JAMA had a great article last week on how total healthcare costs have increased over time in the United States. The short version is that it is all about the prices.
I love how Figure 3 presents the data:
We should expect to spend more money as the population increased from 1996 to 2013. This is not something I am worried about.
We should also expect to spend more money as the population ages. A simple way to stratify healthcare spending is to split the population into those who can wipe their own butts and those who can not. Those who can wipe their own butt are much cheaper to cover than those who need help. Again, this is something that makes sense to me.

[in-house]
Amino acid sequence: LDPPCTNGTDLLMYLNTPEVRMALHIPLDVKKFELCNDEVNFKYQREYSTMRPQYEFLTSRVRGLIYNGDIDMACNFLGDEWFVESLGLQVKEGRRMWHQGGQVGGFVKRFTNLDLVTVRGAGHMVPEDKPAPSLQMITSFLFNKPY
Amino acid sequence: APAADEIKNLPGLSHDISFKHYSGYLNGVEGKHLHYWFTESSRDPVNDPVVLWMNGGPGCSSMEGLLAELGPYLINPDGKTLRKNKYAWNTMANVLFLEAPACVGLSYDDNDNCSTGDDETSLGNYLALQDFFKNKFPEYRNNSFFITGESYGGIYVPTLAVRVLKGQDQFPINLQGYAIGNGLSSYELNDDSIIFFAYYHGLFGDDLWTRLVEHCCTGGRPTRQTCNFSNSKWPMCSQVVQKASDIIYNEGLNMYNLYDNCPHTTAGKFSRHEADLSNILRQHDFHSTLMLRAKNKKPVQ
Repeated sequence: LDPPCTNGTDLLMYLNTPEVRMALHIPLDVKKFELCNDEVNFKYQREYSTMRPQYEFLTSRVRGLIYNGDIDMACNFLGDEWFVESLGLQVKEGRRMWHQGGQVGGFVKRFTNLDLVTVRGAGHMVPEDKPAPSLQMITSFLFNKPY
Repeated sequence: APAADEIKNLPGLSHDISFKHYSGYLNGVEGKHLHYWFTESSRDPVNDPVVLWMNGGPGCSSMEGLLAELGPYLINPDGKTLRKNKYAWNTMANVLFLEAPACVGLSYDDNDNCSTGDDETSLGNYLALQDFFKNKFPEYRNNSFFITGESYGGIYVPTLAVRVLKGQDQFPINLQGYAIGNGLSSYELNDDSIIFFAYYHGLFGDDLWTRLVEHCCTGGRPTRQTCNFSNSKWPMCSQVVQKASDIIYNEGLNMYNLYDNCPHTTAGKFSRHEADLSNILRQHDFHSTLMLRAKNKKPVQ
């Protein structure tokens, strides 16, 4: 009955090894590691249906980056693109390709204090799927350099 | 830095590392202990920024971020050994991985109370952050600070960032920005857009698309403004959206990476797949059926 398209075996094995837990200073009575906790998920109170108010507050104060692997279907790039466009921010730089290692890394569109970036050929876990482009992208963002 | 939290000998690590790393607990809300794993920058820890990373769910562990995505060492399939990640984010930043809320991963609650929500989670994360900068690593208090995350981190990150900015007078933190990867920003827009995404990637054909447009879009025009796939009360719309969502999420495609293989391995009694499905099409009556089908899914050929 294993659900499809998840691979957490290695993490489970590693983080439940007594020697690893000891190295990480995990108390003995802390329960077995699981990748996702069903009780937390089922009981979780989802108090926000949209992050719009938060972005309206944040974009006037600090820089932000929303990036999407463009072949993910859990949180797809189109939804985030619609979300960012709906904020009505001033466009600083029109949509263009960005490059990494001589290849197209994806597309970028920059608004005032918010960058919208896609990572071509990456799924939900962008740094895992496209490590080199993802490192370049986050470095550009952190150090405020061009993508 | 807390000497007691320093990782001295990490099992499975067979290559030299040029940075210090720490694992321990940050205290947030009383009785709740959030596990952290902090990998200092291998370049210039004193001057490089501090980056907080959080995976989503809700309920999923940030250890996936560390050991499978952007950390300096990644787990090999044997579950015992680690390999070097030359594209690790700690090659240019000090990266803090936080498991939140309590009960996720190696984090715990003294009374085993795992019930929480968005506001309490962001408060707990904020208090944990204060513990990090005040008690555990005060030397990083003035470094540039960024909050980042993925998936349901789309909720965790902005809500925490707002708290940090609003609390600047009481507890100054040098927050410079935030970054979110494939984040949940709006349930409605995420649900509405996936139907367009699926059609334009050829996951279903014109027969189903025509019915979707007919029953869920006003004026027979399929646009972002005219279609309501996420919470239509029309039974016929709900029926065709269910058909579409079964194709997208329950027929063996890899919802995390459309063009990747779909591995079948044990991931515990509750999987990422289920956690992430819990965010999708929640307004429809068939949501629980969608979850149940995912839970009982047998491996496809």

We’ve gotten a little bit healthier. This lowers costs even as we get older. Not smoking is a wonderful thing.
The number services has a point estimate of leading to a decrease in costs although the margin of error does not allow us to say it is a definite source of cost decreases. We’re not using a lot more services now than in 1996.
So far, the US healthcare expenditure story is fairly straightforward, the population is a bit bigger and older and slightly healthier.
The issue is the price per service. Pricing has gone up tremendously since 1996. Concentration has increased, gatekeepers have increased and barriers to entry are real and significant. The policy responses have to be pathways towards lower prices through either administrative monopsy rate setting, reducing barriers to entry (eliminating CON laws, allowing more master level clinicians to practice to the edge of their license), reducing monopoly length and profits, increasing approval speeds or directing more money to narrow networks of lower cost providers.
There are thousands of ways to achieve these goals but this is where health policy on cost control has to go in the future.